The European Union has expressed solidarity with Rwanda as it commemorates the 25th anniversary of the 1994 genocide Against Tutsi.
The tragic incident saw more than one million people lose their lives and millions others flee their homes. Many families were torn apart in the 100-day period between April and July. Many of those who fled the country are yet to return to date.
In a statement released on Saturday, the EU praised Rwanda’s progress since the end of the genocide, and urged the international community to continue supporting the country.
“25 years later Rwanda is in many ways a transformed country thanks to the determination of the people of Rwanda to rebuild both their lives and their country, and to pursue national reconciliation. In these ongoing efforts, the Rwandan people deserve the continued support and solidarity of the international community,” the statement read in part.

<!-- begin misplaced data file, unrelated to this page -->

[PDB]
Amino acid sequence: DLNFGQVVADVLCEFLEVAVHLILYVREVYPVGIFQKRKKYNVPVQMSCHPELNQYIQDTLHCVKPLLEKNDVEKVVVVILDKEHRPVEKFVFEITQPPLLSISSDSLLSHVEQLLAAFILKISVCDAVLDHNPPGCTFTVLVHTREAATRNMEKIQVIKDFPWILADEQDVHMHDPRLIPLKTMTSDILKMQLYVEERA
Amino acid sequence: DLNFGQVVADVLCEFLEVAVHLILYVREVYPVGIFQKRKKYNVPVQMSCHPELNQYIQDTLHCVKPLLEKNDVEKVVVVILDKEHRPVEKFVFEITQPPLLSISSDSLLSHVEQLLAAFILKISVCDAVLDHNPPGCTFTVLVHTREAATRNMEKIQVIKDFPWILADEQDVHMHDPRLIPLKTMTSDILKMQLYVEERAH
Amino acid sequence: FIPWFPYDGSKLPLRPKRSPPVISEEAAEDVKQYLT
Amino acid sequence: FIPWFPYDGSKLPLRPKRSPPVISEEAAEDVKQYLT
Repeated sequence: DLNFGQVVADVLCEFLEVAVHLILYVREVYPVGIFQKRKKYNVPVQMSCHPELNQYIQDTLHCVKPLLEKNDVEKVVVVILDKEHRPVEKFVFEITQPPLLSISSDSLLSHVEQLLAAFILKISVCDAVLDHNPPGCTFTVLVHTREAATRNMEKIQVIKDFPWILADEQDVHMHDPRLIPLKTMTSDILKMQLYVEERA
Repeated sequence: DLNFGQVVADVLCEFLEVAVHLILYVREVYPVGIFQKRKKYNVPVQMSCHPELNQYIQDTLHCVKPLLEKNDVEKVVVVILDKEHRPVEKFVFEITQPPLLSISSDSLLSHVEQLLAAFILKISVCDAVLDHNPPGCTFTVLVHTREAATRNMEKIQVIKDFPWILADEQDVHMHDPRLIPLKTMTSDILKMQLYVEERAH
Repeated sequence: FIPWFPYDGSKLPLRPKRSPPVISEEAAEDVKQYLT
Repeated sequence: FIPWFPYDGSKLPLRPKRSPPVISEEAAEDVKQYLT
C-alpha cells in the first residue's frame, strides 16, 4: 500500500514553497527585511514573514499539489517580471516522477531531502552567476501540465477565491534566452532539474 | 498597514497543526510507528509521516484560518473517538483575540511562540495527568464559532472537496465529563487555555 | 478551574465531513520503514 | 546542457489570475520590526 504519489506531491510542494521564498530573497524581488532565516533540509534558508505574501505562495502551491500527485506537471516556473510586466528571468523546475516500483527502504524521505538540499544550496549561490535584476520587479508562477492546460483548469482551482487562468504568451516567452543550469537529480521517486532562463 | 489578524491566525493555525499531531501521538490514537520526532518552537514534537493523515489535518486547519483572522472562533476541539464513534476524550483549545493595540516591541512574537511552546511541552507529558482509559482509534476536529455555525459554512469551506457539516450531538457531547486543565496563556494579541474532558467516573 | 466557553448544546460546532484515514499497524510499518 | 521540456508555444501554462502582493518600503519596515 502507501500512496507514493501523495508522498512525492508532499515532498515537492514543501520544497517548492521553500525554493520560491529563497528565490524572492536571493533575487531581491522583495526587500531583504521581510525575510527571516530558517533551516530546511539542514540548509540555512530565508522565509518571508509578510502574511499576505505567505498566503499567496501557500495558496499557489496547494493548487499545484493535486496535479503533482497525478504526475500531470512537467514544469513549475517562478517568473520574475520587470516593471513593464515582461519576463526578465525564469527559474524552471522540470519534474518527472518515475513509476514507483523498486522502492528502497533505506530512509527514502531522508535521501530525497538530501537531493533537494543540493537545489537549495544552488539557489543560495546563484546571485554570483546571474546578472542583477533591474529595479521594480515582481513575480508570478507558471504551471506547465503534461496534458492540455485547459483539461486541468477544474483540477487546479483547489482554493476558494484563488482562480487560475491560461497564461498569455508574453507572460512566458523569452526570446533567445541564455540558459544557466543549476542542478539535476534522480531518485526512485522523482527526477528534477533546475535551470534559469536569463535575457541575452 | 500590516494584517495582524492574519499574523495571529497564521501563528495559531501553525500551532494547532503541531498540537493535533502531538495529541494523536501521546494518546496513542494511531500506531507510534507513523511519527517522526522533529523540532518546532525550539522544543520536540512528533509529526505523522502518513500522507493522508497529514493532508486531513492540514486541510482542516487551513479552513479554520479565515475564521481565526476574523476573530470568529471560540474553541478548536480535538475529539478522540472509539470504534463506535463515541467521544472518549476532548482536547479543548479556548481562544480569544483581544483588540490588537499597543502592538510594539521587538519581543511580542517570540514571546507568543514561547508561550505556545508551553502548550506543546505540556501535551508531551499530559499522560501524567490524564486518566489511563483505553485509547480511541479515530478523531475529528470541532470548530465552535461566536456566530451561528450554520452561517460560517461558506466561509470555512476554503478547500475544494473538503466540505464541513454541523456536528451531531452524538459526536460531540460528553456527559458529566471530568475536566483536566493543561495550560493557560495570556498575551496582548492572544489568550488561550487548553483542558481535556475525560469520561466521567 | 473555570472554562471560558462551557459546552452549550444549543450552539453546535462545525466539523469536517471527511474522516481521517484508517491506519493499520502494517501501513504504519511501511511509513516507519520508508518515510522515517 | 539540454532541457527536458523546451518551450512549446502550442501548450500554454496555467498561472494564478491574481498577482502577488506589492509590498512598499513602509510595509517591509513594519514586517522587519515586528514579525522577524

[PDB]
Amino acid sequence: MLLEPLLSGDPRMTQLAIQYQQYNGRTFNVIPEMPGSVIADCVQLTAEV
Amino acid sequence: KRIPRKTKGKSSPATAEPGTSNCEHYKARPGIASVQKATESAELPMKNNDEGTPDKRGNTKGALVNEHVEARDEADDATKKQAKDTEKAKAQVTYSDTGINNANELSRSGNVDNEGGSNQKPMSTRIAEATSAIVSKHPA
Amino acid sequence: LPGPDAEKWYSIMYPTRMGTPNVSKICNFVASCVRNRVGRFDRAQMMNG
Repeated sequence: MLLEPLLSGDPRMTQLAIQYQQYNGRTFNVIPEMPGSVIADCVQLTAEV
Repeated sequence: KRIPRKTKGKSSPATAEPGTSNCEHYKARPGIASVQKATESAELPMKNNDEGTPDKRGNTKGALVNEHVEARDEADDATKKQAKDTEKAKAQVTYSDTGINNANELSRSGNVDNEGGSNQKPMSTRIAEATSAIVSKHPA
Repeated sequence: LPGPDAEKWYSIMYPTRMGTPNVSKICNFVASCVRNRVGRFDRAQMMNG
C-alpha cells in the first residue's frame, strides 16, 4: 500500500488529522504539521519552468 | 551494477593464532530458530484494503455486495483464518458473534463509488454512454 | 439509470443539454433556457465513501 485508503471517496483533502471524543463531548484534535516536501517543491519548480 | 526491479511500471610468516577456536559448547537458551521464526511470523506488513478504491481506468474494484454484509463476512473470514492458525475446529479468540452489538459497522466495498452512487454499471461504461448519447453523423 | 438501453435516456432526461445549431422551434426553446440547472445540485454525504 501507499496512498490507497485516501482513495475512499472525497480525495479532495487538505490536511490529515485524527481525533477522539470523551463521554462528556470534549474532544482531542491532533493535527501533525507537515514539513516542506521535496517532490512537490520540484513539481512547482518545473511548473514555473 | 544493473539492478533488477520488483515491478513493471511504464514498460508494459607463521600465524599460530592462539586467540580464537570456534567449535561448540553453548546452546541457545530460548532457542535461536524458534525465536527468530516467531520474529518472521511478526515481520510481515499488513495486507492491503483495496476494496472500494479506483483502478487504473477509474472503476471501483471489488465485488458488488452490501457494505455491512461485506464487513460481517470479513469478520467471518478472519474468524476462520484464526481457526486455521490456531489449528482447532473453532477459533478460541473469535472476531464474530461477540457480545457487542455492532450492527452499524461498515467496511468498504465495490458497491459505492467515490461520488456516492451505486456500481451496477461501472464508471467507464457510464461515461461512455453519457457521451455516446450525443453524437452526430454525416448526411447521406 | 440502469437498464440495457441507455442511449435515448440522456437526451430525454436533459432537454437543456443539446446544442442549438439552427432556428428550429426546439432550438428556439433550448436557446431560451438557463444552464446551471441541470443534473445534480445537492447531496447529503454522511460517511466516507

“These acts of remembrance provide also an opportunity to reflect on the lessons of the past, for the region and the world at large, at a moment in which upholding universal values, ensuring accountability and promoting effective multilateralism are more relevant than ever.”
Various world leaders are in Kigali to attend the commemoration of the quarter century anniversary of the genocide against Tutsi, including, Ethiopia’s Prime Minister Abiy Ahmed, Republic of Congo President Denis Sassou Nguesso, Niger’s President Mahamadou Issoufou, Djibouti President Ismaïl Omar Guelleh, Belgian Prime Minister Charles Michel among others.
As part of the event, the leaders will lay wreaths on the mass graves at the Kigali Genocide Memorial where over 250,000 people were buried. Rwandans will also be allowed to pay their respects to their lost loved ones.
Sunday’s commemoration will then kick-start a week-long mourning period in honor of those who lost their lives in the genocide.